Leader of the Official Opposition, Stephen “not a leader” Harper

    I’m looking forward to the first question period … revenge is sweet.

  141. “Would he dishonour his father by sitting in Government with Separatists?”

    Pop was an opportunist, first and foremost. As are the entire troupe of clowns whose pleasure it is to call themselves “your servants”. Junior will neither dishonour nor disappoint.

    After the coronation I think that something very bold will appeal to His Trudelness. Probably he’ll seize people’s RRSPs and private pension plans and come up with a very clever and flowery catchphrase to justify the theft, like, “opening a window on Canadians retirement”, or “a just pension”. That and the carbon tax will keep PSAC quiet for a few years. Meanwhile incomes will be reduced by inflation to pennies on the dollar and savings and investment will disappear like bats from a burning house. After smacking the country down to the level of Argentina or Venezuela he’ll give you all the finger and ride off into the sunset.

    And Canadians will lap it all up because, you know, he’s very charismatic.

  142. NOT ANOTHER ELECTION. JUST SAY NO TO THE THOUGHT OF WASTING SO MUCH MONEY THAT COULD BE FAR BETTER SPENT IMPROVING THE ECONOMIC SITUATION.

    I SUPPORT A COALITION GOVERNMENT.

    Let Democracy work as it should.

  143. To have a coalition of parties that have a majority in the House of Commons is totally within the parliamentary system.
    But the shenanigans of Stephen Harper, Jim Flaherty and company have poisoned the atmosphere in this Parliament, and it is difficult to see how it can work in the future regardless of who forms the government. I don’t even know if an election would clear the air. The leadership probably has to go in order to give a chance to more civility and coopoeration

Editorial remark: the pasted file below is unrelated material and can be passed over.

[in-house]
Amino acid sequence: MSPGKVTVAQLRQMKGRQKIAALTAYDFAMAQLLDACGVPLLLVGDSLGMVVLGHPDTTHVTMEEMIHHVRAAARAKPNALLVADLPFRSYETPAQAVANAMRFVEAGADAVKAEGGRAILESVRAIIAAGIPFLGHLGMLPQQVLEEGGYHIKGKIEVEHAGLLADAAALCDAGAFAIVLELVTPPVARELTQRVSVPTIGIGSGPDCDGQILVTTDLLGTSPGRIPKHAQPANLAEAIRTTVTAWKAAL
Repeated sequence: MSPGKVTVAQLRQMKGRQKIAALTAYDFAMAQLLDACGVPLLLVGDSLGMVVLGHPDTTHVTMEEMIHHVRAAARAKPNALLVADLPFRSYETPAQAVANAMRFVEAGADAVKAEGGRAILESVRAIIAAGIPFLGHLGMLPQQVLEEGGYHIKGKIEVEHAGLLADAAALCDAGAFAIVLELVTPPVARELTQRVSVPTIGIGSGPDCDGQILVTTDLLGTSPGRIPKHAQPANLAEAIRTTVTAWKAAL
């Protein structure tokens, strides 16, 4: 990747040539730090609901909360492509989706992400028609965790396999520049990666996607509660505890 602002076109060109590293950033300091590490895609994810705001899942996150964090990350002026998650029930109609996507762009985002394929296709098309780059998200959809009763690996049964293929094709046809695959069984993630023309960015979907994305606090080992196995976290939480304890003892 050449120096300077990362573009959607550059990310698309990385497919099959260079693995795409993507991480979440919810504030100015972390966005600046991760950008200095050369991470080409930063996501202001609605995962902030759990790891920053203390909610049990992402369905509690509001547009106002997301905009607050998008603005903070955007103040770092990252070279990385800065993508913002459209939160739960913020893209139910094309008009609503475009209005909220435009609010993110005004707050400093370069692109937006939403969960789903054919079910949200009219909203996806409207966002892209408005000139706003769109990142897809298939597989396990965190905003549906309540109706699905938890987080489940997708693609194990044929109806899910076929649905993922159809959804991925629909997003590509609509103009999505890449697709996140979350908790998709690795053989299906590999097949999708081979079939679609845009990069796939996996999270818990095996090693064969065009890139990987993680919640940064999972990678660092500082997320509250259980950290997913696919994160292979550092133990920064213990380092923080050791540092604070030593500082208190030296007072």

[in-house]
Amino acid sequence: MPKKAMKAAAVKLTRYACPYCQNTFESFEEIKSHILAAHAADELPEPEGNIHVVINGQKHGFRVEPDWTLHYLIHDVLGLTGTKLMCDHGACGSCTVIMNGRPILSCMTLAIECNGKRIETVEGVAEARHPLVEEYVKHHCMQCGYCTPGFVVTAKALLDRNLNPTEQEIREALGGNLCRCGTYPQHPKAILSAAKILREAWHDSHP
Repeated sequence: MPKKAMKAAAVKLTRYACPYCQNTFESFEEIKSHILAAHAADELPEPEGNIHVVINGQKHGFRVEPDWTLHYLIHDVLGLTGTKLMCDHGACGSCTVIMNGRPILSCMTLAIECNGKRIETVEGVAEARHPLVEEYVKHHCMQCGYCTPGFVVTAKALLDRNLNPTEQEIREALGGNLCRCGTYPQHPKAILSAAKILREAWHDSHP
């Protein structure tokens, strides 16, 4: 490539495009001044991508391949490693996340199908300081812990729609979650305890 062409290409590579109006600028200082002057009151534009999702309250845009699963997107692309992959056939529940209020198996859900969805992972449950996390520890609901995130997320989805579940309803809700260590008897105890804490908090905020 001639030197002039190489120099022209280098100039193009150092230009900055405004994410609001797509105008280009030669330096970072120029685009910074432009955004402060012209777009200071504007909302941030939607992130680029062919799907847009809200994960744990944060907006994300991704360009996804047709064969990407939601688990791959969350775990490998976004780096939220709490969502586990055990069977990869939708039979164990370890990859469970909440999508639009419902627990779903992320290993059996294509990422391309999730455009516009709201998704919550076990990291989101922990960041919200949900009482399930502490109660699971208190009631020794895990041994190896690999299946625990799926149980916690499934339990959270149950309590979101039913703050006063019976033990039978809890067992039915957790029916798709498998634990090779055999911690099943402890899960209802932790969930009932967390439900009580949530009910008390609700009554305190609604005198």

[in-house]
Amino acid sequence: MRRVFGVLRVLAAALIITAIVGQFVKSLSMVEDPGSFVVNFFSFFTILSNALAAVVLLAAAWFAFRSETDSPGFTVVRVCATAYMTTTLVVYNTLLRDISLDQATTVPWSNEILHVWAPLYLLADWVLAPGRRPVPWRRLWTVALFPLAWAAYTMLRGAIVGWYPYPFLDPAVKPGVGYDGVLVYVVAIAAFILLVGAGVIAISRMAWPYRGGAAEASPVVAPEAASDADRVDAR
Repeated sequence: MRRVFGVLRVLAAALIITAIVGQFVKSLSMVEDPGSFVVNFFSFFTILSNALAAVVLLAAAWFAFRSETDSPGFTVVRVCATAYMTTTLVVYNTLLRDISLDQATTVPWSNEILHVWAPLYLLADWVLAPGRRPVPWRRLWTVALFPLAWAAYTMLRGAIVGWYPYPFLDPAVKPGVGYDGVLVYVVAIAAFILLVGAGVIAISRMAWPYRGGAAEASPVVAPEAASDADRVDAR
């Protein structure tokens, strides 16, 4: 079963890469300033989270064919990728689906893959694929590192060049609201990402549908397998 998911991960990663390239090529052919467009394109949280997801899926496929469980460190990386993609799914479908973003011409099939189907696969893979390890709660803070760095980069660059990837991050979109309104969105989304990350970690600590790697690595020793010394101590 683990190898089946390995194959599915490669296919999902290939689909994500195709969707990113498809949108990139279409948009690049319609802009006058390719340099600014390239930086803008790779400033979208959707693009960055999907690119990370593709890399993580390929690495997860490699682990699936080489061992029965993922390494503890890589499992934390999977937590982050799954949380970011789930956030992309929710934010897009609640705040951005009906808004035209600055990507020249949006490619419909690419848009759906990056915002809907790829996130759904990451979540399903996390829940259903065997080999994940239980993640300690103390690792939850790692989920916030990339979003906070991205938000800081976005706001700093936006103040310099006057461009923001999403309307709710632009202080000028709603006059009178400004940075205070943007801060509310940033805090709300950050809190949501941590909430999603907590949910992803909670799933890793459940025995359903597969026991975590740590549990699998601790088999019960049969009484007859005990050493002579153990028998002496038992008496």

144. Why does everyone seem to think “a plan” means making a change – the plan, which IS in place, is to stimulate the economy through proven methods, all of which have been going on for months now.

    to give $1000 for every person in the country out to a few select failing industries, is ONLY for political reasons. No one seriously thinks this will create any long term economic benefits. Except for the NDP coffers I suppose.

    Believe me – not one cent of any money given to the auto sector will trickle to anywhere in Canada.

  145. and sorry LB – 300 million for another election is just 1% of the 30 billion Jack and Stephan plan to give to their friends. Let the public vote on it.

  146. I am firmly against another election. I believe that the GG should allow the coalition the opportunity of forming the government at the earliest opportunity.

    That being said, just a thought to satisfy those that would cry treachery over this: instead of an election would it be possible to have a national referendum on CPC vs Coalition? Would that be significantly cheaper than 300 M for a general election?

  147. If we rule out having elections, because we just had an election, it will guarantee that every election from here on out will be immediately followed by a non-confidence vote and the installation of another government, consisting of a coalition of the losers, thereby guaranteeing that we will never again be governed by the party that receives the most votes.

    That is insane, yet perfectly logical for a country that pays tax dollars to keep alive a party that exists solely for the purpose of distroying the nation.

  148. Think it through, gwgm, think it through.

  149. We’re making a big deal out of nothing. The Coalition will govern very similarly to how the Conservatives would. A few more dollars here, a few less there, whatever. It works out in the wash.

    If Canadians wanted to avoid this, we could have given Conservatives a majority. We didn’t. We consented to this possibility.